Removing Obstacles So I Can Move Closer Towards The Goal
Carey Daugherty last edited by
Good Morning! My first post here
I just finished listening to the recent Podcast. (The one where Lee passed out!) as well as Jake's new video.
It got me thinking about my own goals to finish illustrating a children's book I wrote.
What I've noticed is that it seems like I get "analysis paralysis" which creates obstacles that prevent me from moving forward.
Here is where I'm stuck...
Quick disclaimer, I haven't had a chance to dig in deep to the content here to see if this has been addressed, and I've listened to all the 3Point perspective Podcasts and don't recall if it's been mentioned)
...If you're going to self publish a book, is it necessary to create your own business or LLC? And if so, holistically, what is the best way to use the business to cover your bases when it comes to publishing, trademarks, copywriting, etc. Such that at the end of the day, you put your product out there and you own it.
The reason I'm asking is because I work in the Financial Services Industry and if I do any "Outside Business Activities" where I can earn money, I have to preclear it with my Employer. And I know they would be ok with me producing a Children's book. However, creating an LLC or business in addition producing a book is a whole other ballgame.
It's an obstacle. And I want to remove any obstacle that will keep me from getting from Point A to Point B.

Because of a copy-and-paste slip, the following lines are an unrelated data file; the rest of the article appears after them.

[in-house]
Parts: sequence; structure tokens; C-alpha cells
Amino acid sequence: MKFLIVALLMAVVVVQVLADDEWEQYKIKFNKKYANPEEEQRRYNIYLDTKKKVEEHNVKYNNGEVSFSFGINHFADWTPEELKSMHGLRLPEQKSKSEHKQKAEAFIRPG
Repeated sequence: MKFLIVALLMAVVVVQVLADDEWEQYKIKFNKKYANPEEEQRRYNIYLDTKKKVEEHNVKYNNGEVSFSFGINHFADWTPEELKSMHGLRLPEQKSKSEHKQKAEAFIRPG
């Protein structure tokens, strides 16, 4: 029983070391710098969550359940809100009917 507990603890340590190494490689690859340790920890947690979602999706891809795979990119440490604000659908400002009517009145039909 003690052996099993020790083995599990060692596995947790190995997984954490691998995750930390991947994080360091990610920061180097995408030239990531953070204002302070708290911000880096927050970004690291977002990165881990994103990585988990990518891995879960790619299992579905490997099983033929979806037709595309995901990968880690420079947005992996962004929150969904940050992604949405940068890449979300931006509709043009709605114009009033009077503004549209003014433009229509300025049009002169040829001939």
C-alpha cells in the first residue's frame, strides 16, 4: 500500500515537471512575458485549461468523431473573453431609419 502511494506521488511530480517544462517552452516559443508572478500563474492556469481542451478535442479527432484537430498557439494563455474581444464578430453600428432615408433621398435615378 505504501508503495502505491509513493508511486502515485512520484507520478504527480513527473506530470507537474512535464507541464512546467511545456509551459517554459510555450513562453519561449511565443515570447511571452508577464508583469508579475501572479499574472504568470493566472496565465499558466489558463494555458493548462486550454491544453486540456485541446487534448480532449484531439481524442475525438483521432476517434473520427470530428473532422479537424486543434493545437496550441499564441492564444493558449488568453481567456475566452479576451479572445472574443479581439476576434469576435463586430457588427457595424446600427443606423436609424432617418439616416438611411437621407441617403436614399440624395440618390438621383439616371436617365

I would appreciate any thoughts about this and anyone's personal experience! I love the community here! Have an awesome weekend!
Carey A. Daugherty
Hi, one thing I know is absolutely a must do, is to register your copyright to both the writing and the art before you publish anything, and that should include sketches, drafts etc., and you can do it as a group registration under one fee if they are unpublished. You will have all the protections of your copyright rights if you do that. Otherwise, it's very difficult to defend your rights, and few attorneys will take on unregistered copyright cases, as its very expensive to pursue.
I believe business structure depends on both federal and your own local and state laws. But it's not daunting, and doable. Check with your local Chamber of Commerce for free classes on setting up properly in your area, or the SBA for any seminars they offer in your locale.
I don't think that your company should object to your setting up a business structure for producing a children's book, as it's clearly a very different area than theirs. Is it possible to ask them about it before starting, to see what would be acceptable to them and keep them in the loop. Just a thought...
Carey Daugherty last edited by
@Glenda-Rogers Thank you for your advice and encouragement, it was very helpful. I have talked to them in the past and they didnt seem like it would be an issue. At that time, however, I was just getting started. The goal was to complete a book and see if a publisher would pick it up, or self publish.
Since then I've been leaning more.kn the side.of self publishing. In self publishing I've been thinking more about if It would benefit me fore to do so under an LLC.
I definitely need to talk to my employer again, and HR dept to see what my option's are so I can move more confidently in one direction or the other.
Thank you for taking time to respond to me
I really appreciate it.
Carey A. Daugherty
nadyart last edited by nadyart